- Bike Checks
When millimeters and milliseconds mean more than aesthetics.
High in the hills above Laguna, California, Aaron Gwin shows me a downhill tire he's been developing for over a year. He's holding a production sample of his signature Onza Aquila. Running 27.5 x 2.4-inches, Aaron set out to create a high-performance, intermediate-condition downhill tire from scratch. Having ridden the "best of the best" throughout his career, Gwin understood that existing tires and tread patterns had their advantages and disadvantages, with no tire, in his opinion, culminating into the perfect package for course conditions he experiences most often on the World Cup.
I've kind of run the best of the best of what's out there throughout my career, but each tire has one thing that I wish it did better. -Aaron Gwin
The Aquila was born on a plane flight home from Germany in early 2016. Aaron studied existing tires he had competed on in the past and came up with a hand-drawn design that he presented to Onza, resulting in his signature tread. The prototype was debuted at Eurobike in 2016 and the comments referred to its aesthetic as a hybrid of existing tires with nicknames like "Gwutcher" or "Gwinion DHR".
Gwin responds, "It's a tire. What are you going to do to make it look drastically different?"
As I spoke with Gwin about the details of his design, it was apparent that he was extremely methodical in thinking through every detail of knob spacing, angle, shape of the blocks and even sipe depth in the blocks. Historically, he liked how the Specialized Butcher cornered but not how it performed under braking. The perpendicular channels in the knobs were a positive of the Butcher, but the block shape and sipe depth of the center knobs hindered braking performance. He liked how the Minion DHR II handled braking, but felt the staggered block pattern between the side and center knobs compromised predictability in the corners. The side knobs were also too bulky for his liking, resulting in decreased bite. He was pointing out sipe depth differences of about a millimeter on the braking blocks between his Aquila and a Butcher, explaining that the minuscule amount of remaining rubber in the knob of the Aquila made the difference when braking.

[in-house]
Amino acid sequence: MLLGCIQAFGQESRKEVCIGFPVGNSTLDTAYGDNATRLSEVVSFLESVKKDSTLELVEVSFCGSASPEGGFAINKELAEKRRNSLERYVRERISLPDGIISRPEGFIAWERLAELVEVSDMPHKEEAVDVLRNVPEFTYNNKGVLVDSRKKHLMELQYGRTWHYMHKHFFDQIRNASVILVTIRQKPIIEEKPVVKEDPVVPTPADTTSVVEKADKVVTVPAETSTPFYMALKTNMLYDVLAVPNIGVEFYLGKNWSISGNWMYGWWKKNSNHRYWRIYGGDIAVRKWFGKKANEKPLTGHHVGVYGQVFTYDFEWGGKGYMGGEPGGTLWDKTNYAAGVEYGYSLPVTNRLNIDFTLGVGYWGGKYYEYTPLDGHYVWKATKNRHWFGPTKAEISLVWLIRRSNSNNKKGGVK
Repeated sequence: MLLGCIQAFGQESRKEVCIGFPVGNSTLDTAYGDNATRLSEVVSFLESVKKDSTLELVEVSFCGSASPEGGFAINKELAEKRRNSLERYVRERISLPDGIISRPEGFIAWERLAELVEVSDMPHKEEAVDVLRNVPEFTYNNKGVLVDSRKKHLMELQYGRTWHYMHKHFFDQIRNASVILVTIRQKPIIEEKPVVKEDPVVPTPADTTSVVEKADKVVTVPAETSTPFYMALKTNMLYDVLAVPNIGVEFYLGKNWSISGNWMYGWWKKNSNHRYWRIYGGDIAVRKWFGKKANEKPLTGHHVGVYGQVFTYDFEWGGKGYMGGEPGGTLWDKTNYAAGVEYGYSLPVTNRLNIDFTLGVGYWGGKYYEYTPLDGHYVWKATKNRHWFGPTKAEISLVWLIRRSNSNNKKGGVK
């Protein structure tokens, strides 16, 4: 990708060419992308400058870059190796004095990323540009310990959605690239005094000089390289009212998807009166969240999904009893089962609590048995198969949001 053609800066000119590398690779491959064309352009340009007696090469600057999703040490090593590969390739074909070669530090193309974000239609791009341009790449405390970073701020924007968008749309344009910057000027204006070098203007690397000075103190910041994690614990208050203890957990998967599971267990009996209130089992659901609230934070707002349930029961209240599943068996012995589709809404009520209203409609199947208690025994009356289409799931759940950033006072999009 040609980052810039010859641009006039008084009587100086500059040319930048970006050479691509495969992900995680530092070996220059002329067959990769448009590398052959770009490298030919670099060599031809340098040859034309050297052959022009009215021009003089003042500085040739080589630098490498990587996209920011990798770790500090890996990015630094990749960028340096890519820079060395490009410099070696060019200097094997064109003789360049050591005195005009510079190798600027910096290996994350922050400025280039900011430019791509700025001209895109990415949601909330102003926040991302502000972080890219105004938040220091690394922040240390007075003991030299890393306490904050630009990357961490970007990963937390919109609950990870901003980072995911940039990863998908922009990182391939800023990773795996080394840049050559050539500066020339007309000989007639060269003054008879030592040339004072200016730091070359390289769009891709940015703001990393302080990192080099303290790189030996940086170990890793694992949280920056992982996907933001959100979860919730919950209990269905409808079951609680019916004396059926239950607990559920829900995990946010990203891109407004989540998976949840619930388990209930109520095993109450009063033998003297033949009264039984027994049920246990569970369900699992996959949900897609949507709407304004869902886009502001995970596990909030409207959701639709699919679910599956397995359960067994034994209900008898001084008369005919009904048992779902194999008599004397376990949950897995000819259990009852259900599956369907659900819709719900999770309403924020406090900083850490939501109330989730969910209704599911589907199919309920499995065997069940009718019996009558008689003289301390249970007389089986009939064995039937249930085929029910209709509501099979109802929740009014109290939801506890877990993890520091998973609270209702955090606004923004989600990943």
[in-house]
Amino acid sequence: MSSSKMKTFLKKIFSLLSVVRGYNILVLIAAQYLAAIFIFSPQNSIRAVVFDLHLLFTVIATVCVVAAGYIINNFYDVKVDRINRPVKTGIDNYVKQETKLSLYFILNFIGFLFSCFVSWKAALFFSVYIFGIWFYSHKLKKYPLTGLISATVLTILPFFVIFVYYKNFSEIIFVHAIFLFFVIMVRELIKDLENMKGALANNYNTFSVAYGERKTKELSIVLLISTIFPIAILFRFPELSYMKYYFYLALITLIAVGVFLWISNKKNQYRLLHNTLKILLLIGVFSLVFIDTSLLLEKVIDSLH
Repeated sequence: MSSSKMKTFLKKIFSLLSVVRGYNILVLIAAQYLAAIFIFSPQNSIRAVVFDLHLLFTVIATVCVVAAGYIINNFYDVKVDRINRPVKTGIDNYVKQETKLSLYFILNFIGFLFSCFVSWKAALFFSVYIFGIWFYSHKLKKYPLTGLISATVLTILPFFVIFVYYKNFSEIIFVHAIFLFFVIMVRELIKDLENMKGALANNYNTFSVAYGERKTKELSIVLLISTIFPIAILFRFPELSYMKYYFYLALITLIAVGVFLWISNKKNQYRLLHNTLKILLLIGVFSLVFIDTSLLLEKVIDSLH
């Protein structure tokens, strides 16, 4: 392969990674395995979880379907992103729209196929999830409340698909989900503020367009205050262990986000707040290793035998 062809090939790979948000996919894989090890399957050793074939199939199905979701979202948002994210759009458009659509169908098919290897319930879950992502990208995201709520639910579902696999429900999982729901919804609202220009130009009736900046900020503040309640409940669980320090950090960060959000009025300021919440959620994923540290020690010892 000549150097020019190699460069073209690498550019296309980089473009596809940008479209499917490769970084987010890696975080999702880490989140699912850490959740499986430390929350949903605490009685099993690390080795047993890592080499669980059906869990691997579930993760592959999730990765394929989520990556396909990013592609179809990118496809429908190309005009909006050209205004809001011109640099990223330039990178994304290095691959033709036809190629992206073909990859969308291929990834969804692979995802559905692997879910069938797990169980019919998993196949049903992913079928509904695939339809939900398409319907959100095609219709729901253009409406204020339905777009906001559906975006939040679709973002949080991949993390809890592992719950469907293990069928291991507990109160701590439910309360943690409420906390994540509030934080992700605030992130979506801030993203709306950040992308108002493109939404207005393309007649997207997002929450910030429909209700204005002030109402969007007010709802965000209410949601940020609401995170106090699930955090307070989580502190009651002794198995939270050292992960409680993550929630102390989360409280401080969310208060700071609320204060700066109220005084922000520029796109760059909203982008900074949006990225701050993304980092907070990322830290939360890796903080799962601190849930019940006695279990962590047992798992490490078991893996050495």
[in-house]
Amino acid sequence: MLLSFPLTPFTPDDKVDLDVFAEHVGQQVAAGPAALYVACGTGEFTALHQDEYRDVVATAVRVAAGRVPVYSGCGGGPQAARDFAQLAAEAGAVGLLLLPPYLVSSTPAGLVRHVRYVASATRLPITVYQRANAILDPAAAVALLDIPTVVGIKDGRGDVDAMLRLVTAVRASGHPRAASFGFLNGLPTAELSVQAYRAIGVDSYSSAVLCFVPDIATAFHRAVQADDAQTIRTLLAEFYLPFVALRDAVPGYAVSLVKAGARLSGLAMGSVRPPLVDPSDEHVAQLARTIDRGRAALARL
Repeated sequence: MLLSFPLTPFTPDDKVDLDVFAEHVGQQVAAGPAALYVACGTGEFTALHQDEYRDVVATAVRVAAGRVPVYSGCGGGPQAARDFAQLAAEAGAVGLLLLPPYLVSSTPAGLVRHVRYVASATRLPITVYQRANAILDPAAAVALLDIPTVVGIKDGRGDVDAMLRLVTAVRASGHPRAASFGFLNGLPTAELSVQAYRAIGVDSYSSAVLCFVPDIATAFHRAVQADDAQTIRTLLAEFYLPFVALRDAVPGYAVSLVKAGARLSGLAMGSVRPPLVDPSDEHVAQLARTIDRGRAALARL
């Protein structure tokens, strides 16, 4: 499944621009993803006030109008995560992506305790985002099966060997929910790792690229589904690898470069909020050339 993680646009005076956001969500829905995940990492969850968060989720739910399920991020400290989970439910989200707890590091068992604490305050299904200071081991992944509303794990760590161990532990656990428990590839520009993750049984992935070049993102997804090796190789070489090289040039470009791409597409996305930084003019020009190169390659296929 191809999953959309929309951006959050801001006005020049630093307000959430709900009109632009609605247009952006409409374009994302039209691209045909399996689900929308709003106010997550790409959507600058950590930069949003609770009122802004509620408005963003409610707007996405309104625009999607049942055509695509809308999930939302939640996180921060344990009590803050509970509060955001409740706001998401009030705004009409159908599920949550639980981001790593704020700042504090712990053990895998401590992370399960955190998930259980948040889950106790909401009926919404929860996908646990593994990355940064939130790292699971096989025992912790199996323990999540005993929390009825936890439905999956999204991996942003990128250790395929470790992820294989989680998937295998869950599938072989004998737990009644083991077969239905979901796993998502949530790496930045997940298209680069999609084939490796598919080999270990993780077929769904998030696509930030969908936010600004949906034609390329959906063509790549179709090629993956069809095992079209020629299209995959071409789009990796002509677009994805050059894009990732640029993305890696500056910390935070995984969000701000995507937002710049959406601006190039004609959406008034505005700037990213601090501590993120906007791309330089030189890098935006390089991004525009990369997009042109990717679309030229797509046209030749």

When you consider Aaron has been able to tell his mechanic, John Hall, that his tire felt about .5 PSI too low after a practice run, only to have that hunch confirmed by a digital tire gauge, Gwin is clearly in a position to understand such incremental performance gains.
Taking his racing experience aboard Maxxis, Specialized and Bontrager tires, he's borrowed from existing elements and refined the total package into what he believes is the perfect intermediate DH tire.
Aaron plans on racing these tires in the 2017 UCI World Cup downhill events provided conditions allow (i.e. it's not muddy). The tires will be available in a wire bead version around Sea Otter 2017 with a foldable version launching later in 2017. Production weight for the 2.4-inch tire hovers around 1285g with two compound options, the RC2 45a (dual-compound 55a/45a knobs) and the VISCO GRP40. Gwin hints at plans for more tires to come, but getting the 2.4-inch version was his biggest priority for the upcoming 2017 downhill race season.